A Lot or a Little?
What you will—and won't—find in this movie.
Against considerable odds, characters attempt to undo horrible wrongs committed in the past. But the "the horror isn't over/more sequels coming" ending more or less nullifies any work accomplished.
Positive Role Models
Julia sacrifices her life to save her boyfriend's life, even if it only involves watching a 2-minute video.
Violence & Scariness
Scary stuff; dead bodies with horrifying faces. Brief images of a woman held prisoner; images (also used in earlier movies) of a girl being pushed down a well. Ghost murders people. Man attacks a woman, swinging weapons at her and trying to kill her. Men fight; hitting with shovel. Man falls down stairs. Strangling. Man electrocuted in his car. Brief, disturbing images on Ring video (squirmy bugs, emaciated baby, etc.). Bloody noses. Hand punctured on a nail, with blood. Bruises and "marks" on skin. Coughing up wet, stringy hair.
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Sex, Romance & Nudity
A teen couple lies in bed together, clearly comfortable with each other and wearing only underwear. Kissing. Flirting over Skype. Brief sex talk.
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At least one use of "s--t," as well as "ass," "a--hole," "hell," "God," and "Jesus."
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Products & Purchases
Skype mentioned and shown, iPhones and Apple computers used. Brief Netflix logo on a remote control.
Drinking, Drugs & Smoking
Sips of wine, whiskey drinking. Brief pot smoking (by an adult).
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Parents Need to Know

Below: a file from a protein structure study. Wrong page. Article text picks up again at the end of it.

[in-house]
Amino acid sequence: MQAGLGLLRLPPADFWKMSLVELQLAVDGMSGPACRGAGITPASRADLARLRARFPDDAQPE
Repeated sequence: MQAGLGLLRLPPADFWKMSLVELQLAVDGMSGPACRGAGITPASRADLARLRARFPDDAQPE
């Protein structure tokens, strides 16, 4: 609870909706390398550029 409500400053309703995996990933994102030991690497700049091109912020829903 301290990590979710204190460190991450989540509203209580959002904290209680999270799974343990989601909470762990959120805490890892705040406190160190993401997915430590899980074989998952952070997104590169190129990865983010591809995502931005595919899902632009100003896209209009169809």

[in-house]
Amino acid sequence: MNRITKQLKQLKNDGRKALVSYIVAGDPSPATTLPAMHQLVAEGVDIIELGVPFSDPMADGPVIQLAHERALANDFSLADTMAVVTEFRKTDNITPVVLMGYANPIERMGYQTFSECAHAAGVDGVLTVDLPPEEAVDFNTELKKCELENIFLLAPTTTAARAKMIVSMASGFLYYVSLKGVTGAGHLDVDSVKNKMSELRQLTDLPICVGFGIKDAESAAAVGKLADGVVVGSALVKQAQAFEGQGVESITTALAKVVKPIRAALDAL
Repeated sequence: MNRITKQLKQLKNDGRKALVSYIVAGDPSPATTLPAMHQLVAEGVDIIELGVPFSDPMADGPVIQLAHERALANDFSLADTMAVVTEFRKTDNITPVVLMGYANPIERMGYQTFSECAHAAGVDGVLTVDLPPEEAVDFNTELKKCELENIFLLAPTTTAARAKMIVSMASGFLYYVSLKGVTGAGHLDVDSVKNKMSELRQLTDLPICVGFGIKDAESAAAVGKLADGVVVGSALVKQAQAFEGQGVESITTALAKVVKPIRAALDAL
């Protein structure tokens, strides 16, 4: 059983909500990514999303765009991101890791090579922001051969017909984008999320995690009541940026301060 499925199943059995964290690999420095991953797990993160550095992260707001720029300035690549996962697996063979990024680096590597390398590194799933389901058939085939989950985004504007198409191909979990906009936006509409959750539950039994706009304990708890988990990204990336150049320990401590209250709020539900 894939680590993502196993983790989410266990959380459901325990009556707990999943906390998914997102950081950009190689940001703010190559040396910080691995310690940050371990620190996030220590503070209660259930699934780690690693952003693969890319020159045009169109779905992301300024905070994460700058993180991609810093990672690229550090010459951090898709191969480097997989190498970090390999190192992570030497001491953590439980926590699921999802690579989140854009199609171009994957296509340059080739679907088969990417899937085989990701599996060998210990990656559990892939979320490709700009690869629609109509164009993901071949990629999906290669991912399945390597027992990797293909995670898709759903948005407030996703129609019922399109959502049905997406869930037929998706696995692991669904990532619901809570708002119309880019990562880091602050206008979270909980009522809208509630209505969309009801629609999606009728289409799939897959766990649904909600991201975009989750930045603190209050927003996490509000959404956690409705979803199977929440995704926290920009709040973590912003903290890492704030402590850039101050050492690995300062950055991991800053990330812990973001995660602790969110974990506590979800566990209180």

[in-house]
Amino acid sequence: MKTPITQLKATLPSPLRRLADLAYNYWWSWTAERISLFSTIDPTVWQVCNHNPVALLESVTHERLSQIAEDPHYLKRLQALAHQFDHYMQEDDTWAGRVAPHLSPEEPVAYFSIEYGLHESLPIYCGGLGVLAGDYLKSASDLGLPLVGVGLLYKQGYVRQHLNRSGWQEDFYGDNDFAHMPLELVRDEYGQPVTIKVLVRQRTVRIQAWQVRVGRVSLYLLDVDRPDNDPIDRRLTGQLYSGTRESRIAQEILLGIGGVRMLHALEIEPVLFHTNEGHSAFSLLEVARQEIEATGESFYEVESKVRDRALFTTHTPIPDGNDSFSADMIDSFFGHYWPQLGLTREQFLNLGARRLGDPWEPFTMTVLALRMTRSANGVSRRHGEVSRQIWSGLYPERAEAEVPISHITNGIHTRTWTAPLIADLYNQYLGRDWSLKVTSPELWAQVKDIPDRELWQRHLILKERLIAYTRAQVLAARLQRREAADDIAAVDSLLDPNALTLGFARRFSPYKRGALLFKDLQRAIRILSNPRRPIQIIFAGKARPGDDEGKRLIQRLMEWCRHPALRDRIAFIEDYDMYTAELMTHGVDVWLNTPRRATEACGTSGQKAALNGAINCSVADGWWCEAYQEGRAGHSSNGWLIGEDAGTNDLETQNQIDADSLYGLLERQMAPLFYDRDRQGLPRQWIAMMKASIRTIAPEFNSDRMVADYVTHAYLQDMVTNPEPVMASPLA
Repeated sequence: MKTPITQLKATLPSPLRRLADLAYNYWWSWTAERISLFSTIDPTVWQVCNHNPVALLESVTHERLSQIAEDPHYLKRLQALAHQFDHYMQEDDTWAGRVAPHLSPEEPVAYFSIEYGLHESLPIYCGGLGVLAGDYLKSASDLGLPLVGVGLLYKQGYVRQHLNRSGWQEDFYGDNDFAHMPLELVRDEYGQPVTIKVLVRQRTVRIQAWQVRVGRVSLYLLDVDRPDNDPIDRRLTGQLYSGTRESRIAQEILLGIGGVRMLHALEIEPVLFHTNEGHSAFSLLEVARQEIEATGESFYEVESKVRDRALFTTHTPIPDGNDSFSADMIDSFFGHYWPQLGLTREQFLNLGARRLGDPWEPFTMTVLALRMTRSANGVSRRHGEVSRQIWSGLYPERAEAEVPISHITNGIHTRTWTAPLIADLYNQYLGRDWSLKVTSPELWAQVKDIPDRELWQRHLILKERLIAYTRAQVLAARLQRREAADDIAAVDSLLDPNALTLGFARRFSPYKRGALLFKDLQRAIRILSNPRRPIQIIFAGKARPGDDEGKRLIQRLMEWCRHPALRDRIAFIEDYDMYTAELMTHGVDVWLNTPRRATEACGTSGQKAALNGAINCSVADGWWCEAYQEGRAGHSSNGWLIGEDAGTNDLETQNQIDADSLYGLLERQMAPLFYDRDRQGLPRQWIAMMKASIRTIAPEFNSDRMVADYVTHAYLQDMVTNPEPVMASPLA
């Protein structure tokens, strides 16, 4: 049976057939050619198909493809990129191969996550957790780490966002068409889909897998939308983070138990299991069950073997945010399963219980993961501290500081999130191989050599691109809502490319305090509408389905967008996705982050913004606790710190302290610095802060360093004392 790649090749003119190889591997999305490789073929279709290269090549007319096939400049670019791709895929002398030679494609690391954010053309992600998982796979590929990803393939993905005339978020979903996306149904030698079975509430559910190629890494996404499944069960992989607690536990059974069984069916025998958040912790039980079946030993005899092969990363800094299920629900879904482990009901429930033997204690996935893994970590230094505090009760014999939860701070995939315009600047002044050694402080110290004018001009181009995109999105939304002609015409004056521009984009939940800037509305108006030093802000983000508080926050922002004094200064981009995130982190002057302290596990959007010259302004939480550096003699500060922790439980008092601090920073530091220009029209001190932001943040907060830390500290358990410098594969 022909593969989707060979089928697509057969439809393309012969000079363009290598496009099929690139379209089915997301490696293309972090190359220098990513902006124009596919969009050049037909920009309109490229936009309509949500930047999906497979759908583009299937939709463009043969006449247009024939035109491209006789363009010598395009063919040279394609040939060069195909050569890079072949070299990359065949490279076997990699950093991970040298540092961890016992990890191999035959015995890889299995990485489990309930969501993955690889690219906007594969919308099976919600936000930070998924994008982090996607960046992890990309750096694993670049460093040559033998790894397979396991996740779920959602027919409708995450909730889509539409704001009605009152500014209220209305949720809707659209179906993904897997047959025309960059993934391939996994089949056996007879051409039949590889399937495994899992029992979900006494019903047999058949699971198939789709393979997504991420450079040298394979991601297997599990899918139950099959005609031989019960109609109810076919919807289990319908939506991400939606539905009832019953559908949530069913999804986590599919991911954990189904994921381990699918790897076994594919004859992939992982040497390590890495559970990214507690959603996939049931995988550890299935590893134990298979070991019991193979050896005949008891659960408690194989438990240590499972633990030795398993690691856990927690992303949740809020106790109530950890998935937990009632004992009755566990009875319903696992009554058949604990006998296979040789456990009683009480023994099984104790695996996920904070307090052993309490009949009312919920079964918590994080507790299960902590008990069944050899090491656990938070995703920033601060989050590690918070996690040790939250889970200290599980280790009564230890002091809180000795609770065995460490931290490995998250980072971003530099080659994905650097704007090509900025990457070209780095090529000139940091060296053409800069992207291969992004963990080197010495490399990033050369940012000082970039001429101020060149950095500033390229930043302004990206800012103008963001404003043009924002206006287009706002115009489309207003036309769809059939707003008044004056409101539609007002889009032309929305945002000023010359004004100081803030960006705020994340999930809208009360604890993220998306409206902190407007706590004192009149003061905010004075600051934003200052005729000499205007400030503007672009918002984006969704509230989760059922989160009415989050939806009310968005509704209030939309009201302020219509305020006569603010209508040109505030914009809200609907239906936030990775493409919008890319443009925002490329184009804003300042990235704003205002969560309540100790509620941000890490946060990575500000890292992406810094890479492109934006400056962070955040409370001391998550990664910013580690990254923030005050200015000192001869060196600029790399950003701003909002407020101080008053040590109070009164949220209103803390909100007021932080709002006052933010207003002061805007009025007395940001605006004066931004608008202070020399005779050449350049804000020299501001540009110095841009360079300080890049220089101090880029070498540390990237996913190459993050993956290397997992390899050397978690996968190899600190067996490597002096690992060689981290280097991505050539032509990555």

Parents need to know that Rings is a sequel to the horror movies The Ring (2002) and The Ring Two (2005), which, in turn, were based on a series of Japanese novels and movies. As in the other stories, the characters in this movie watch a short video and then get a death sentence. There's a lot of scary stuff, including some supernatural elements (ghosts, etc.), killing/dead bodies, jump scares, disturbing images, a bit of blood (mostly bloody noses and a hand injury), fighting, swinging blunt instruments, and falling down stairs. The college-age main characters are shown lying in bed together in their underwear, kissing. There's also some flirting and brief sex talk, as well as at least one use of "s--t." An adult character drinks a little wine and whiskey and is shown smoking pot. Only die-hard fans should bother. To stay in the loop on more movies like this, you can sign up for weekly Family Movie Night emails.
Is It Any Good?
This lethargic, sadly unnecessary horror sequel attempts more of the same mythology but quickly proves to be utterly boring, with dull characters, no genuine scares, and nothing to say. Following the American films The Ring (2002) and The Ring Two (2005) and based on the original series of Japanese novels (by Koji Suzuki) and movies, Rings adds nothing to the franchise's mythology, with the possible exception of updating the old VHS tape to new, digital files that can be played on phones and desktops.
The characters' attempt to solve the mystery only begs the question: Didn't they already take care of this in the last couple of movies? And being stuck with the two main characters doesn't help; they're arguably the dullest couple ever to grace a horror movie. Director F. Javier Gutierrez goes for only jump-scares -- including the sudden opening of an umbrella! -- but they're so glumly routine that it's impossible not to guess when they're coming. In the end, this Rings is less "lord" and more "bored."
Did we miss something on diversity?
Research shows a connection between kids' healthy self-esteem and positive portrayals in media. That's why we've added a new "Diverse Representations" section to our reviews that will be rolling out on an ongoing basis. You can help us help kids by suggesting a diversity update.